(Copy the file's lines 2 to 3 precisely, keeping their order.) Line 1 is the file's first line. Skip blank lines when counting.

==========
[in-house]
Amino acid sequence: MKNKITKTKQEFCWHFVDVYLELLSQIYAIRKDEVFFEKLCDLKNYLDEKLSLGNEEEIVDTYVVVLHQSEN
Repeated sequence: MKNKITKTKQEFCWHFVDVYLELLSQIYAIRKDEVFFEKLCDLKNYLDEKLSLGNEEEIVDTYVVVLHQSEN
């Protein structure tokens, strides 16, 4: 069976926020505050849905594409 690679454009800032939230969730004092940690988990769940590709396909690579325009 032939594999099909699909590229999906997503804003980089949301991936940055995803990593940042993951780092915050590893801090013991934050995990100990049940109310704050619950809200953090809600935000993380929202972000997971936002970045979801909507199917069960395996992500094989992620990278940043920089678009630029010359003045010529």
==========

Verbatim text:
Amino acid sequence: MKNKITKTKQEFCWHFVDVYLELLSQIYAIRKDEVFFEKLCDLKNYLDEKLSLGNEEEIVDTYVVVLHQSEN
Repeated sequence: MKNKITKTKQEFCWHFVDVYLELLSQIYAIRKDEVFFEKLCDLKNYLDEKLSLGNEEEIVDTYVVVLHQSEN